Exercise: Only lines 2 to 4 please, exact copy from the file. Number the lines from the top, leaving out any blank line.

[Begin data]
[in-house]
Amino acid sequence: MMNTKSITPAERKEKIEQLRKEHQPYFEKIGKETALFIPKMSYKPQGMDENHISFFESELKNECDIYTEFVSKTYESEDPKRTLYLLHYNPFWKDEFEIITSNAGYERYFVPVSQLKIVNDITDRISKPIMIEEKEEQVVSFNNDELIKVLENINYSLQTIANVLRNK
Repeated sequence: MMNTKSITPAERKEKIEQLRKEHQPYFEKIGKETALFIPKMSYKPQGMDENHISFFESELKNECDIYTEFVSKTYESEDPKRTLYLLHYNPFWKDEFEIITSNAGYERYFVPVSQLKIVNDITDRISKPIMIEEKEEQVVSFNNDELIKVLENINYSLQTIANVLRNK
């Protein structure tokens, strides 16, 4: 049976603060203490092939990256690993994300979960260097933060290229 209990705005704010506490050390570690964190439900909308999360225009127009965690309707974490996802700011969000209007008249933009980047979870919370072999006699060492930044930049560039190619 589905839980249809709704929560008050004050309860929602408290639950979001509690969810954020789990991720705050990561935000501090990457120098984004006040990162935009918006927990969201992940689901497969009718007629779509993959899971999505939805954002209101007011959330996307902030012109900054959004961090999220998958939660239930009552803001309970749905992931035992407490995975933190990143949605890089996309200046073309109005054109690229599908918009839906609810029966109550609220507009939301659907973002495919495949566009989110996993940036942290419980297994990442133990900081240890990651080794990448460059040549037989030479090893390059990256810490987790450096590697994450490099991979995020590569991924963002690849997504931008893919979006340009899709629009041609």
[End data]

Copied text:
Amino acid sequence: MMNTKSITPAERKEKIEQLRKEHQPYFEKIGKETALFIPKMSYKPQGMDENHISFFESELKNECDIYTEFVSKTYESEDPKRTLYLLHYNPFWKDEFEIITSNAGYERYFVPVSQLKIVNDITDRISKPIMIEEKEEQVVSFNNDELIKVLENINYSLQTIANVLRNK
Repeated sequence: MMNTKSITPAERKEKIEQLRKEHQPYFEKIGKETALFIPKMSYKPQGMDENHISFFESELKNECDIYTEFVSKTYESEDPKRTLYLLHYNPFWKDEFEIITSNAGYERYFVPVSQLKIVNDITDRISKPIMIEEKEEQVVSFNNDELIKVLENINYSLQTIANVLRNK
């Protein structure tokens, strides 16, 4: 049976603060203490092939990256690993994300979960260097933060290229 209990705005704010506490050390570690964190439900909308999360225009127009965690309707974490996802700011969000209007008249933009980047979870919370072999006699060492930044930049560039190619 589905839980249809709704929560008050004050309860929602408290639950979001509690969810954020789990991720705050990561935000501090990457120098984004006040990162935009918006927990969201992940689901497969009718007629779509993959899971999505939805954002209101007011959330996307902030012109900054959004961090999220998958939660239930009552803001309970749905992931035992407490995975933190990143949605890089996309200046073309109005054109690229599908918009839906609810029966109550609220507009939301659907973002495919495949566009989110996993940036942290419980297994990442133990900081240890990651080794990448460059040549037989030479090893390059990256810490987790450096590697994450490099991979995020590569991924963002690849997504931008893919979006340009899709629009041609």